The comparison, then, of these ratios of the minor third, D-F, and the fifth, D-A, with the perfect ratios of these intervals, shows that each is too small by the ratio expressed by the figures 80 to 81. This is called, by mathematicians, the syntonic comma.
As experience teaches us that the ear cannot endure such deviation as a whole comma in any fifth, it is easy to see that some tempering must take place even in such a simple and limited number of sounds as the above series of eight tones.
The necessity of temperament becomes still more apparent when it is proposed to combine every sound used in music into a connected system, such that each individual sound shall not only form practical intervals with all the other sounds, but also that each sound may be employed as the root of its own major or minor key; and that all the tones necessary to form its scale shall stand in such relation to each other as to satisfy the ear.
The chief requisites of any system of musical temperament adapted to the purposes of modern music are:—
1. That all octaves must
remain perfect, each being divided into
2. That each sound of
the system may be employed as the root of a
major or minor scale, without increasing the number of sounds in
3. That each consonant interval, according to its degree of consonance, shall lose as little of its original purity as possible; so that the ear may still acknowledge it as a perfect or imperfect consonance.
Several ways of adjusting such a system of temperament have been proposed, all of which may be classed under either the head of equal or of unequal temperament.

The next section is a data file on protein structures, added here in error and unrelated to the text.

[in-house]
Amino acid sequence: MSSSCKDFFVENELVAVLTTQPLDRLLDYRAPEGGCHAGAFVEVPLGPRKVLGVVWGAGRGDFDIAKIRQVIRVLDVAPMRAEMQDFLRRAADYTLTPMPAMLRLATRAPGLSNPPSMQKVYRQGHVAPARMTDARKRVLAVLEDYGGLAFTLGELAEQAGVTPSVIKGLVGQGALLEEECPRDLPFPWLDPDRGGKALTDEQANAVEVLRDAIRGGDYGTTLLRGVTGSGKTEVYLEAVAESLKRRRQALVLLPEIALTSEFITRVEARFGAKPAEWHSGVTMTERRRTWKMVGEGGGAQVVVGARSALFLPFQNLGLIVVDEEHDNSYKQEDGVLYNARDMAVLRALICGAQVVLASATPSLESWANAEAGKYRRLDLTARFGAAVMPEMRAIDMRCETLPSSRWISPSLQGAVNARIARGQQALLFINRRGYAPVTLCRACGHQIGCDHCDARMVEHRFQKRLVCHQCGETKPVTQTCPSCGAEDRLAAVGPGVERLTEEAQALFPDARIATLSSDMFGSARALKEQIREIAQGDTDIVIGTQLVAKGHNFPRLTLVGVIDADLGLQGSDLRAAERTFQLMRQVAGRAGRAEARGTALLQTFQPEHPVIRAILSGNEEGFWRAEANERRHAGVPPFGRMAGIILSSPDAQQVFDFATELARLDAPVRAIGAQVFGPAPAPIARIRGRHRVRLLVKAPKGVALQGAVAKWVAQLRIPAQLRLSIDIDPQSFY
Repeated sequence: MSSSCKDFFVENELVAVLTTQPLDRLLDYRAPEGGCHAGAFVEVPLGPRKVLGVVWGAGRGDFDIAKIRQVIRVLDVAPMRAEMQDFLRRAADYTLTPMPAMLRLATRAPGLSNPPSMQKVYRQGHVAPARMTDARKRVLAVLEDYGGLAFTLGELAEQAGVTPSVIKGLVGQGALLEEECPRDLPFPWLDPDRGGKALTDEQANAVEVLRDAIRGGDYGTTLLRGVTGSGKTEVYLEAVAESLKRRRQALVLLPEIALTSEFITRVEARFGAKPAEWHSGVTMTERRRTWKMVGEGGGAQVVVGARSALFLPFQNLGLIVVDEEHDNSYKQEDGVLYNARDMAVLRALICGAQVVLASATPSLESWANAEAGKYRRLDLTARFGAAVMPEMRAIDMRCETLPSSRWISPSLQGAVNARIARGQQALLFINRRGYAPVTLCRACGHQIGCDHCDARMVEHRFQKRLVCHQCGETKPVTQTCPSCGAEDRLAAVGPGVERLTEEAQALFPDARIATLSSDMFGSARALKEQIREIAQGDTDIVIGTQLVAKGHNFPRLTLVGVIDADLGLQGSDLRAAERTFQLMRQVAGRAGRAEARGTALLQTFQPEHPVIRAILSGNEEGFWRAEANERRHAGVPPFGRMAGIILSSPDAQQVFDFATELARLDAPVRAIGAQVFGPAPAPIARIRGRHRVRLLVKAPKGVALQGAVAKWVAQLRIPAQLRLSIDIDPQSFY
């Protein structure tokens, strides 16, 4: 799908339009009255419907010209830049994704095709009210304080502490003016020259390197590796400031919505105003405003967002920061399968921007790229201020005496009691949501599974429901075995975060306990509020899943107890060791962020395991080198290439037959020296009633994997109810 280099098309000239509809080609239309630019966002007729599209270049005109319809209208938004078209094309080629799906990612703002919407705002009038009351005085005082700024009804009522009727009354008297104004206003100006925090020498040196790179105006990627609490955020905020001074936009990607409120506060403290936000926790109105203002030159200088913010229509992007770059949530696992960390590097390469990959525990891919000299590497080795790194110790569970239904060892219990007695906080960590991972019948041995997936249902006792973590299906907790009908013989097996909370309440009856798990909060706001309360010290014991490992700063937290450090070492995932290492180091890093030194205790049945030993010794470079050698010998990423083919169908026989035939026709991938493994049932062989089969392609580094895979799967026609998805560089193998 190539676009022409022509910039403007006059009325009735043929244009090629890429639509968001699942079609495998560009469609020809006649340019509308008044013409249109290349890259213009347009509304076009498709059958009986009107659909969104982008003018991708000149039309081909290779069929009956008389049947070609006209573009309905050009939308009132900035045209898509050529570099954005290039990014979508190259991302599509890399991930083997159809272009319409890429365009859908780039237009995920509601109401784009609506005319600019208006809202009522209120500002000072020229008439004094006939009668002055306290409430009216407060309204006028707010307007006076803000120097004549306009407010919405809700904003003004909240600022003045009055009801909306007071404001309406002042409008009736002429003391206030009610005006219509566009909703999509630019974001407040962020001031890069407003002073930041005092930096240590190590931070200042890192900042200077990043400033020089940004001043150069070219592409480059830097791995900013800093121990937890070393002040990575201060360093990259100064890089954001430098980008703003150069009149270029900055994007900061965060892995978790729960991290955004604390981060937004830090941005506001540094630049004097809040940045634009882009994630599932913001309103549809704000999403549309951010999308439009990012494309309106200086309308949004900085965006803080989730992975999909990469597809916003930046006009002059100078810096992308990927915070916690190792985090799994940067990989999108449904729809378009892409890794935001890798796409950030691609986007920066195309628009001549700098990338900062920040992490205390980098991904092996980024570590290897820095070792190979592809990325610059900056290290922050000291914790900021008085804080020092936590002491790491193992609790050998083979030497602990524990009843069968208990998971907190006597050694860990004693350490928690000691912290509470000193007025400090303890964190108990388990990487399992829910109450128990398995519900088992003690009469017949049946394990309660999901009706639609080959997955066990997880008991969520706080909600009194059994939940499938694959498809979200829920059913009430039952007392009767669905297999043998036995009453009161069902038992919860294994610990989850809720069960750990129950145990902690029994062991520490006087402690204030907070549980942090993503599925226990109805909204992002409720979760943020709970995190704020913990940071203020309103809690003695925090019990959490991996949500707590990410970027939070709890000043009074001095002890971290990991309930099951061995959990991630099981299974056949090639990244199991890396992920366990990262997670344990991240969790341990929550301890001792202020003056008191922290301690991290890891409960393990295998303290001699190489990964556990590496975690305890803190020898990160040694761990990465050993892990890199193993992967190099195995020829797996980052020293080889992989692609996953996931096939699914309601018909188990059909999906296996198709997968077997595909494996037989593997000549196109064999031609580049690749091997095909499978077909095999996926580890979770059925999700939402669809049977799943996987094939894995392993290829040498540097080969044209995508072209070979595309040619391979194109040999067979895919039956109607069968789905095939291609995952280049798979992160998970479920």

The principles set forth in the following propositions clearly demonstrate the reasons for tempering, and the whole rationale of the system of equal temperament, which is that in general use, and which is invariably sought and practiced by tuners of the present.
If we divide an octave, as from middle C to 3C, into three major thirds, each in the perfect ratio of 5 to 4, as C-E, E-G[#] (A[b]), A[b]-C, then the C obtained from the last third, A[b]-C, will be too flat to form a perfect octave by a small quantity, called in the theory of harmonics a diesis, which is expressed by the ratio 128 to 125.
EXPLANATION.—The length of the string sounding the tone C is represented by unity or 1. Now, as we have shown, the major third to that C, which is E, is produced by 4/5 of its length.
In like manner, G[#], the major third to E, will be produced by 4/5 of that segment of the string which sounds the tone E; that is, G[#] will be produced by 4/5 of 4/5 (4/5 multiplied by 4/5) which equals 16/25 of the entire length of the string sounding the tone C.